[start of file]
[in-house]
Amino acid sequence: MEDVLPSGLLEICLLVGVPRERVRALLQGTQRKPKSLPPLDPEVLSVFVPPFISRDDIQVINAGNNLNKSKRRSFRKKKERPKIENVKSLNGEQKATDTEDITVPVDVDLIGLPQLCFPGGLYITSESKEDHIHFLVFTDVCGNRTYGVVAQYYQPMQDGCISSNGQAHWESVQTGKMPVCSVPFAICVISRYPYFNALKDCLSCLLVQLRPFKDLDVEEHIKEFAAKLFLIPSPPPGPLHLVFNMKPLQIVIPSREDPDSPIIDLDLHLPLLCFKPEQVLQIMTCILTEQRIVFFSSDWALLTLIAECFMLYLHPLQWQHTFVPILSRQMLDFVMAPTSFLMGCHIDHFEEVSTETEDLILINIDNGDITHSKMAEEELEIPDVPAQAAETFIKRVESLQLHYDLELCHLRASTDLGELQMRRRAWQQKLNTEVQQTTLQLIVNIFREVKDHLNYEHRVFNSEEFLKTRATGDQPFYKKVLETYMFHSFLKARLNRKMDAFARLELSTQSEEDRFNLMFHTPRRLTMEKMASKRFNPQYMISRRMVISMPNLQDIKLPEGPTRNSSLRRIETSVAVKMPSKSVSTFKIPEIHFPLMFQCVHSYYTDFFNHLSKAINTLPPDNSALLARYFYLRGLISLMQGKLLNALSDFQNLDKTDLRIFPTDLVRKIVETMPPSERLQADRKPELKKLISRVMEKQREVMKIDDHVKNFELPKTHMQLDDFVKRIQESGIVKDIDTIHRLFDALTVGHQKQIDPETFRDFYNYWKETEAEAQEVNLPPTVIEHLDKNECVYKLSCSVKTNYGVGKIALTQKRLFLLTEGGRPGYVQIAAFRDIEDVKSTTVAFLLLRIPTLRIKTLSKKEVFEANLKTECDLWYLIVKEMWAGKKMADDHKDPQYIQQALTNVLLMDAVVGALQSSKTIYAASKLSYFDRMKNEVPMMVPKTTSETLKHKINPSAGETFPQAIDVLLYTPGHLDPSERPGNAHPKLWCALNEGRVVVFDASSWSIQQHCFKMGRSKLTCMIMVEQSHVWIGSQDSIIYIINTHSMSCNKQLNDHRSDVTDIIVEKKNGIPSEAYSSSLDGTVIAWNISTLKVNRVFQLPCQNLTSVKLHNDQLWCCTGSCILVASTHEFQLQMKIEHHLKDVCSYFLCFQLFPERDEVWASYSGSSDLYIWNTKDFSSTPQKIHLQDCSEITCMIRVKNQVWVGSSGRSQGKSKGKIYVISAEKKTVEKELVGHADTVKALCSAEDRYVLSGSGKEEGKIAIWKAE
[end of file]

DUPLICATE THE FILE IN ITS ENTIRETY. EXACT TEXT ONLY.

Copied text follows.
[in-house]
Amino acid sequence: MEDVLPSGLLEICLLVGVPRERVRALLQGTQRKPKSLPPLDPEVLSVFVPPFISRDDIQVINAGNNLNKSKRRSFRKKKERPKIENVKSLNGEQKATDTEDITVPVDVDLIGLPQLCFPGGLYITSESKEDHIHFLVFTDVCGNRTYGVVAQYYQPMQDGCISSNGQAHWESVQTGKMPVCSVPFAICVISRYPYFNALKDCLSCLLVQLRPFKDLDVEEHIKEFAAKLFLIPSPPPGPLHLVFNMKPLQIVIPSREDPDSPIIDLDLHLPLLCFKPEQVLQIMTCILTEQRIVFFSSDWALLTLIAECFMLYLHPLQWQHTFVPILSRQMLDFVMAPTSFLMGCHIDHFEEVSTETEDLILINIDNGDITHSKMAEEELEIPDVPAQAAETFIKRVESLQLHYDLELCHLRASTDLGELQMRRRAWQQKLNTEVQQTTLQLIVNIFREVKDHLNYEHRVFNSEEFLKTRATGDQPFYKKVLETYMFHSFLKARLNRKMDAFARLELSTQSEEDRFNLMFHTPRRLTMEKMASKRFNPQYMISRRMVISMPNLQDIKLPEGPTRNSSLRRIETSVAVKMPSKSVSTFKIPEIHFPLMFQCVHSYYTDFFNHLSKAINTLPPDNSALLARYFYLRGLISLMQGKLLNALSDFQNLDKTDLRIFPTDLVRKIVETMPPSERLQADRKPELKKLISRVMEKQREVMKIDDHVKNFELPKTHMQLDDFVKRIQESGIVKDIDTIHRLFDALTVGHQKQIDPETFRDFYNYWKETEAEAQEVNLPPTVIEHLDKNECVYKLSCSVKTNYGVGKIALTQKRLFLLTEGGRPGYVQIAAFRDIEDVKSTTVAFLLLRIPTLRIKTLSKKEVFEANLKTECDLWYLIVKEMWAGKKMADDHKDPQYIQQALTNVLLMDAVVGALQSSKTIYAASKLSYFDRMKNEVPMMVPKTTSETLKHKINPSAGETFPQAIDVLLYTPGHLDPSERPGNAHPKLWCALNEGRVVVFDASSWSIQQHCFKMGRSKLTCMIMVEQSHVWIGSQDSIIYIINTHSMSCNKQLNDHRSDVTDIIVEKKNGIPSEAYSSSLDGTVIAWNISTLKVNRVFQLPCQNLTSVKLHNDQLWCCTGSCILVASTHEFQLQMKIEHHLKDVCSYFLCFQLFPERDEVWASYSGSSDLYIWNTKDFSSTPQKIHLQDCSEITCMIRVKNQVWVGSSGRSQGKSKGKIYVISAEKKTVEKELVGHADTVKALCSAEDRYVLSGSGKEEGKIAIWKAE